One of the first steps in setting up an online auction is to select the primary bidding format and associated options that best fit the needs of your online auction project. Here are several questions you'll need to answer before getting started.
- Do you wish to allow bidders to use Proxy Bidding?
- Do you want to offer a fixed price, "buy" option on your auction listings?
- Do you want to sell multiple quantities of the same item at one time?
- Do you need to implement a reserve price?
Fortunately, AuctionAnything provides a number of options when it comes to selecting the right bidding format.
- Standard Bidding - single quantity format
- Traditional Bidding - single quantity format
- Combination Bidding - single quantity format, called Top X if multiple quantities
- Dutch Bidding - multiple quantity format
The standard bidding format may be the most familiar option due to its popularity on eBay. This listing type allows the bidder to place a Proxy Bid (aka Limit Bid or Maximum Bid). The Proxy Bid represents the maximum amount the bidder is willing to pay for a particular listing and is not known to any other bidder. By placing a Proxy Bid, the bidder authorizes the auction system to counter-bid on his/her behalf up to the Proxy Bid amount. It's important to note that the system will only bid the minimum amount required to keep the bidder in the lead.
Benefit: A bidder can place a one time bid for the maximum amount he or she is willing to spend. This approach can help save time and eliminate the need to counter-bid on a listing.
The Traditional bidding format does not use the proxy bidding concept but instead implements an Absolute Bid. An Absolute Bid (aka Tradition Bid) represents the fixed amount the bidder is committing to pay for the associated listing. Therefore, if successful, the high bid is raised directly to the full amount of the bid placed.
Benefit: Bidding may be more engaging due to counter-bidding (i.e. back and forth bidding) between multiple parties.
The Combination Bidding type was developed by AuctionAnything around 2005 specifically for fundraising clients. This format allows the bidder to choose which logic to use when placing a bid. The bid may be placed as a Proxy Bid or Absolute Bid. This option is not recommended for commercial applications.
Benefit: A bidder may place an Absolute Bid if he or she wishes to raise the Starting Bid immediately. With only Proxy Bidding, the initial bid cannot be raised without competition. The thought here is that a bidder may wish to pay more than necessary for an item simply to support the organization, while other bidders may wish to leverage proxy bidding.
The Dutch Bidding format is specifically designed for multiple quantity listings and will be discussed in another blog post dedicated to the topic.
All of the single quantity bidding formats mentioned above allow for the following listing options:
- Instant Purchase Price (aka Buy Now or Buy Price)
- Reserve Price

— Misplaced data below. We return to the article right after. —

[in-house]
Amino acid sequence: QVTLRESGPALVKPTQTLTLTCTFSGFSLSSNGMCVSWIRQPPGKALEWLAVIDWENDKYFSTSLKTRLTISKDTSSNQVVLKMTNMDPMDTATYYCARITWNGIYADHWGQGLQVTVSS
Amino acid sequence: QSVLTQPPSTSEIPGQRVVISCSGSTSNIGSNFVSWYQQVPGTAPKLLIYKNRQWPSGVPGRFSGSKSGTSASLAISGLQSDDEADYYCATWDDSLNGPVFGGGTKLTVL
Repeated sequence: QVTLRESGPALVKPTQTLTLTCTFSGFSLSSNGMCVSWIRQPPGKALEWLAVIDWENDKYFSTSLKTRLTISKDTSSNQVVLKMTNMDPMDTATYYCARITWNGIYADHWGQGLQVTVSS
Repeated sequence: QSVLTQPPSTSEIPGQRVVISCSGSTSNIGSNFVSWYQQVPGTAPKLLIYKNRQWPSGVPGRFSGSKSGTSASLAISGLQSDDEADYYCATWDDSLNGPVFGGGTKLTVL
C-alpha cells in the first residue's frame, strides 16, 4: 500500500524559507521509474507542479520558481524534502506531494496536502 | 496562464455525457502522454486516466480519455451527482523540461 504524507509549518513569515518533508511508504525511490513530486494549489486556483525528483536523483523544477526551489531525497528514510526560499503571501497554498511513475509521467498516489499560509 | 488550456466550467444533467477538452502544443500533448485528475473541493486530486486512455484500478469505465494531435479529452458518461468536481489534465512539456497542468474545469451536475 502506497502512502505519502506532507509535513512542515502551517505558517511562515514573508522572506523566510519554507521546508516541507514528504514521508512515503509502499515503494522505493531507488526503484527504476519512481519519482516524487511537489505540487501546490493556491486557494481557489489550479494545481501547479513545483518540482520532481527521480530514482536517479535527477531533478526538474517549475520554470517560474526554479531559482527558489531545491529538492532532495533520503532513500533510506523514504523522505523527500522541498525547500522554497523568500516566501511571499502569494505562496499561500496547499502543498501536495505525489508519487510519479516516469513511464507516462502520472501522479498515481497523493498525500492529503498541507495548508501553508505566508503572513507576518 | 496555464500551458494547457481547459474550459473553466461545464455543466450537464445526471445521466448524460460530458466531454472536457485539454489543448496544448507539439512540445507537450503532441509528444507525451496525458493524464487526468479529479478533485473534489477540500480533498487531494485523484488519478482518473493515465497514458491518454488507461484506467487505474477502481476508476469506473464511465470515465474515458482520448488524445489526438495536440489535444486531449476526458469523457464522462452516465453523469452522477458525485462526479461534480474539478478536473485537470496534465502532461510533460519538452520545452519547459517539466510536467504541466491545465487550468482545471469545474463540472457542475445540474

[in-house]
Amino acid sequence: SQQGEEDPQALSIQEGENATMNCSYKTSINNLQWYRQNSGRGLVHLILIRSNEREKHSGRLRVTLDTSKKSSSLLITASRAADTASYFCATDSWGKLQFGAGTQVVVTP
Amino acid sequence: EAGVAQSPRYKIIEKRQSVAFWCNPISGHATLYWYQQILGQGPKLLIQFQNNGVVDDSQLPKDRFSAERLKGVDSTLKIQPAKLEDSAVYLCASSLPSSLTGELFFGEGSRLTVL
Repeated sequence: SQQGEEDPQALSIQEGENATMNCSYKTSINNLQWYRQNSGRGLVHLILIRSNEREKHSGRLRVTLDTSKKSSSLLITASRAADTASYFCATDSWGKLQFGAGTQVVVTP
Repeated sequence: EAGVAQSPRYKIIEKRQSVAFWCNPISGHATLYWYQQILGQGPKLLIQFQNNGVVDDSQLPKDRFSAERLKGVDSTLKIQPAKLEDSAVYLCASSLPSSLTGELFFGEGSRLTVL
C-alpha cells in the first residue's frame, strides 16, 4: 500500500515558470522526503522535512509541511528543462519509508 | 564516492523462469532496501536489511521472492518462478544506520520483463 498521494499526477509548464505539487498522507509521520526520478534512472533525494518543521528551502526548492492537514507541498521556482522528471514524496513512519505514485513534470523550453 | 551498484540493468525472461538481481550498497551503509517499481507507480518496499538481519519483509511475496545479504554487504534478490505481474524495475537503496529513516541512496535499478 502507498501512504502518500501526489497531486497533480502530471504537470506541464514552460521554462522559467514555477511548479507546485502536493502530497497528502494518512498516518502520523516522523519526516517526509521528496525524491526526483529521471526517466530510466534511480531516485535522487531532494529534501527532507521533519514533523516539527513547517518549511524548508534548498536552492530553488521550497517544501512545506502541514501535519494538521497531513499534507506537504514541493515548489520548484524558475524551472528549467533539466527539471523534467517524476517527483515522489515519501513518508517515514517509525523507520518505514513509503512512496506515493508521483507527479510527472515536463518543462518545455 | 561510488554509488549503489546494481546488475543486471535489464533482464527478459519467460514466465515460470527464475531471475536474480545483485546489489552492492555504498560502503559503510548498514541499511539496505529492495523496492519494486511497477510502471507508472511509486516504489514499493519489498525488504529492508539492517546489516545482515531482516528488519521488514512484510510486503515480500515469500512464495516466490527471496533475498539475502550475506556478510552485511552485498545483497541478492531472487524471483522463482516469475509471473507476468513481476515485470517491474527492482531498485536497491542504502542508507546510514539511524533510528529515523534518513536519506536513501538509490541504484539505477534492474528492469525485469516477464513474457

What about including a "Buy" price?
The "Buy It Now" option is referred to as Instant Purchase within the auction system. It's an option (not a listing type or format) to immediately purchase a single quantity, auction listing at a fixed price. Typically, the purchase price is set at a premium amount by the seller. There are two ways to implement Instant Purchase, so choose wisely.
- The Instant Purchase option disappears once the first bid is placed. This may be an incentive for someone to buy an item immediately instead of risking it at auction. However, the ability to buy the item may be short-lived.
- The Instant Purchase option remains throughout the bidding process. This version may upset the high bidder if executed, but he or she has decided to forgo the purchase themselves and knowingly risked losing it.
What's a Reserve Price?
A Reserve Price is the minimum amount that the seller will accept for the listing being sold. This price is not normally shown to the bidders. If the Reserve Price is not met, then the seller is not obligated to complete the transaction with the high bidder. However, the seller may opt to mention in the listing description that they will entertain selling the item to the highest bidder when the reserve is not met.
NOTE: A Reserve Price should NOT be entered if it's the same amount as the Starting Bid. In this case, the Starting Bid (aka Minimum Bid) acts as the "reserve" by default and the listing does NOT have a true Reserve Price.
A Few Don'ts
- Don't use more than one of the above single-quantity, bidding format options together. It may confuse your bidders and create problems. For instance, you'd never want a bidder to mistakenly place what they thought was a Proxy Bid on a Traditional listing. The bid would go immediately to the full proxy amount even if there were no bids on the listing!
- Don't change bidding formats from auction-to-auction. Again, this can create confusion amongst your bidders. Stick with your first selection unless it's absolutely necessary to switch to another option. If switching, please contact AuctionAnything for assistance.
- Don't use a Reserve Price on a listing unless absolutely necessary. In most cases, it's better to start the bidding at the reserve price instead. Bidders typically don't like to spend time bidding on something they may never win.
How about some examples?
For additional information and detailed examples, please see the Glossary on our demo site. As always, AuctionAnything is happy to assist with any questions regarding the setup of your auction website.